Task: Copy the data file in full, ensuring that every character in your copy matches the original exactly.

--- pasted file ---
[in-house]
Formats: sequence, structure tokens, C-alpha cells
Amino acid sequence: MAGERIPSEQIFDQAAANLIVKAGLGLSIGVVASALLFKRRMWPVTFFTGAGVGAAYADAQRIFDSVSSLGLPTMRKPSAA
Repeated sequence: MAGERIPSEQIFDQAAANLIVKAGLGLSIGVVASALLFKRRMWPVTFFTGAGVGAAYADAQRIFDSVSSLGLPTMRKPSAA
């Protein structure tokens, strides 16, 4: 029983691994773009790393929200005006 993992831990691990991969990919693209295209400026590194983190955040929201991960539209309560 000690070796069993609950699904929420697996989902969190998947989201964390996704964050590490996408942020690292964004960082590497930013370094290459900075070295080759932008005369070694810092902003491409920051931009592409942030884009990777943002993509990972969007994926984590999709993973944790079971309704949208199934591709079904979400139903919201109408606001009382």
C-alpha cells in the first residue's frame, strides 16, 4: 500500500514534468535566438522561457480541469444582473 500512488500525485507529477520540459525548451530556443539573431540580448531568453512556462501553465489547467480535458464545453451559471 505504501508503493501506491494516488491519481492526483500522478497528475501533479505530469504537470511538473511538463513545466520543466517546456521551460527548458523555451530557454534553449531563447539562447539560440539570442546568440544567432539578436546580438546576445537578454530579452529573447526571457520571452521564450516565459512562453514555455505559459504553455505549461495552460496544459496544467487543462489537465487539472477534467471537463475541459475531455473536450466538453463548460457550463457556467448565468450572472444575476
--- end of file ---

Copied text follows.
[in-house]
Formats: sequence, structure tokens, C-alpha cells
Amino acid sequence: MAGERIPSEQIFDQAAANLIVKAGLGLSIGVVASALLFKRRMWPVTFFTGAGVGAAYADAQRIFDSVSSLGLPTMRKPSAA
Repeated sequence: MAGERIPSEQIFDQAAANLIVKAGLGLSIGVVASALLFKRRMWPVTFFTGAGVGAAYADAQRIFDSVSSLGLPTMRKPSAA
């Protein structure tokens, strides 16, 4: 029983691994773009790393929200005006 993992831990691990991969990919693209295209400026590194983190955040929201991960539209309560 000690070796069993609950699904929420697996989902969190998947989201964390996704964050590490996408942020690292964004960082590497930013370094290459900075070295080759932008005369070694810092902003491409920051931009592409942030884009990777943002993509990972969007994926984590999709993973944790079971309704949208199934591709079904979400139903919201109408606001009382």
C-alpha cells in the first residue's frame, strides 16, 4: 500500500514534468535566438522561457480541469444582473 500512488500525485507529477520540459525548451530556443539573431540580448531568453512556462501553465489547467480535458464545453451559471 505504501508503493501506491494516488491519481492526483500522478497528475501533479505530469504537470511538473511538463513545466520543466517546456521551460527548458523555451530557454534553449531563447539562447539560440539570442546568440544567432539578436546580438546576445537578454530579452529573447526571457520571452521564450516565459512562453514555455505559459504553455505549461495552460496544459496544467487543462489537465487539472477534467471537463475541459475531455473536450466538453463548460457550463457556467448565468450572472444575476